Remember the song, “Have Yourself a Merry Little Christmas?”
I guess the question is really kinda stupid because it, along with so many others, has played nonstop over the last few weeks. In fact, driving back from my folk’s house tonight, every single radio station was playing Christmas music, and I commented to my bride: “I’m sick of Christmas music.” That doesn’t necessarily make me a Scrooge, it just means I’m sick of Christmas music.
But back to the song. Written by Hugh Martin and Ralph Blane and made famous by Judy Garland in the 1944 film Meet Me in St. Louis, “Have Yourself a Merry Little Christmas” is tearfully sung by Garland to child star Margaret O’Brien in the movie. The movie chronicles the change in seasons and times of St. Louis including the Christmas season. The song was meant to be a meloncholoy farewell to the past with an acknowledgement that the future was uncertain. A real bummer.
For me, this year, I really did have a merry little Christmas. A bummer it was not.
My merry little Christmas? No rushing around like a crazy person, spending money I didn’t have on things no one wanted. We forewent that experience. Partially on purpose, partially forced; yet, the end result was surprisingly nice.
We gave, but not in the way we would have expected. We gave of ourselves, not intentionally, to people in need. We reached out, practically by accident, and helped the downtrodden. We were ourselves, but that, to some, made us angels in disguise.
We attended an Christmas Eve service unlike any before. We sat around a table and listened to incredible tales of hardship, loss, sadness and, unpredictably, hope. We gave someone a ride home who would spend Christmas alone, far from his wife and three children whom he hasn’t seen in almost two years. He bid us a very merry Christmas as he stepped to the curb and entered a dark apartment. And he was absolutely sincere in his wishes for us.
We were embraced by a gentleman who looked far older than he actually was. He said, with eyes misty with tears, that we were olives in his life. We must have shown our confusion on our faces because he proceeded to explain. “Olives are the fruit of the olive tree. The olive tree, in the Bible, is considered to be the tree of life. You two have shown me the value of life no matter what is happening. You are my olives, the fruit of the tree that gives life.”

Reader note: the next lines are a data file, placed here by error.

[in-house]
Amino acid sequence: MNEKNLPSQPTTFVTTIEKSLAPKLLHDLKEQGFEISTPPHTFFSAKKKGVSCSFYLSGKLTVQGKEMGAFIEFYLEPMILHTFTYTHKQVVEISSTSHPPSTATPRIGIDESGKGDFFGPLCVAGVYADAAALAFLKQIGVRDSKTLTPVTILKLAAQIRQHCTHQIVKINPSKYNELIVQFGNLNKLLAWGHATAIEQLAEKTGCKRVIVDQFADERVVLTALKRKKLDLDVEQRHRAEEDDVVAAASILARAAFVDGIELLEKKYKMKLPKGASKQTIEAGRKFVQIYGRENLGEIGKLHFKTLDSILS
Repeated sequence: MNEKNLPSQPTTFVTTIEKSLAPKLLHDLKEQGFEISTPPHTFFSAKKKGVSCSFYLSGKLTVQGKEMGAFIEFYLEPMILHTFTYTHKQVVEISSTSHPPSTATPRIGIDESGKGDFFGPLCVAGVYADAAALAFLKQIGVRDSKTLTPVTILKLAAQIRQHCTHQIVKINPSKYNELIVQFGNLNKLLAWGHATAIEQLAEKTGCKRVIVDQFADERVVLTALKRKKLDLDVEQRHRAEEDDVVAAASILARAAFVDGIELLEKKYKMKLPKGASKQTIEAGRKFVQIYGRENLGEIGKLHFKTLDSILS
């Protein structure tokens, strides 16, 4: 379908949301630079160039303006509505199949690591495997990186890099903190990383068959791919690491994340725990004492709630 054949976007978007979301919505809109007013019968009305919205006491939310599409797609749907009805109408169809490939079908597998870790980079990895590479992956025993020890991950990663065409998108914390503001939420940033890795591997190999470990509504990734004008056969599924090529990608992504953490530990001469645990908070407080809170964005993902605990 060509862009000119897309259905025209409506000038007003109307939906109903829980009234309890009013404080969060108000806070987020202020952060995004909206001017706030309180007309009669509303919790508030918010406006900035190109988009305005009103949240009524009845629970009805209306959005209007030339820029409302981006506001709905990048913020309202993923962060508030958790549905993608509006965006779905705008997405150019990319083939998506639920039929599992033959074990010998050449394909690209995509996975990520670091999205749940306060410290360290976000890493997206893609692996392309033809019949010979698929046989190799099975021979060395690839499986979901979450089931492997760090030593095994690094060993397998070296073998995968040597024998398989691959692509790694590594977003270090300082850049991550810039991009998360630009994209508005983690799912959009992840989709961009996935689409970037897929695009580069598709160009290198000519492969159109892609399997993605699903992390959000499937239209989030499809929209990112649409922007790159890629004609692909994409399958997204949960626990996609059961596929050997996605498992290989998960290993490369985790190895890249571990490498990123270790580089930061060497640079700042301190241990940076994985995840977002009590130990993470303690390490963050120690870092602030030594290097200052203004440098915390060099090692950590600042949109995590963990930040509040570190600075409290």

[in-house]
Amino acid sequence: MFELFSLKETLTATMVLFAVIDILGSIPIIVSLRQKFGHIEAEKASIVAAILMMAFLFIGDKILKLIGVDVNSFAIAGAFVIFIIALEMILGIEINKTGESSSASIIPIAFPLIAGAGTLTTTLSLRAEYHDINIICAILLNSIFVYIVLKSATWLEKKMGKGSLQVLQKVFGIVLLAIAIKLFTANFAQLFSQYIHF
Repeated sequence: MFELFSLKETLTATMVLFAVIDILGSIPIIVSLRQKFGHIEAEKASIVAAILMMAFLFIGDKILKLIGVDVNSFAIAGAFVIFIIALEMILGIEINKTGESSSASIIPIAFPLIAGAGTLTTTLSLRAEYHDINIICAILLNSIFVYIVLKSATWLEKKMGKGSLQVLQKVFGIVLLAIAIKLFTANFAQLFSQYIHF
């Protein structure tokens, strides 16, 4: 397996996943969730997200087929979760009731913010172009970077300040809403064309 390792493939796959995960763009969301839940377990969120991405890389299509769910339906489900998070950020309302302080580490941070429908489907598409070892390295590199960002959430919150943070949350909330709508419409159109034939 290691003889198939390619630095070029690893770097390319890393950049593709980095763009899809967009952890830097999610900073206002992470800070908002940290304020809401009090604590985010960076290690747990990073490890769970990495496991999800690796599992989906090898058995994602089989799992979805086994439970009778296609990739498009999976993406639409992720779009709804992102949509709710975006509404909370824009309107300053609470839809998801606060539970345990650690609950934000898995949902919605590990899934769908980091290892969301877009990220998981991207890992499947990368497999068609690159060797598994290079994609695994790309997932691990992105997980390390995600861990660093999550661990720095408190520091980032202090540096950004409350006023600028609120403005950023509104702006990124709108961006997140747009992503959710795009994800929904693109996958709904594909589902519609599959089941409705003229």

How do you top that?
We talked with a man who was in incredible pain due to a blotched operation last year. The doc simply screwed up. Fused the wrong verterbrae and worsened a neurological problem that now cannot be corrected. He has no money, no insurance and no advocate for help with his dilemma. Yet his smile was a big as the Grand Canyon. He’d become a follower of the Jesus Lord just two weeks ago and he said that he was already being blessed because God had plopped us down in his path and we’d already done more to help him in a week than anyone had done in the entire year. And, by our way of looking at it, we’d done nothing.
I got up this morning and told my bride “Merry Christmas” and didn’t give her a gift. It was the best gift I’d ever received.
I read the so-called “Christmas story” in Luke this morning. I tried to soak up all the small details that are usually overlooked in the bigger story. I think we miss alot. The details are rather overwhelming. That led me to Revelation, chapter 3. Wow! Whole different perspective.
A cup of coffee with the back door open and light rain falling.
A pleasant meal with my folks and siblings.
Yep. I think I finally experienced what a “merry little Christmas” can really be.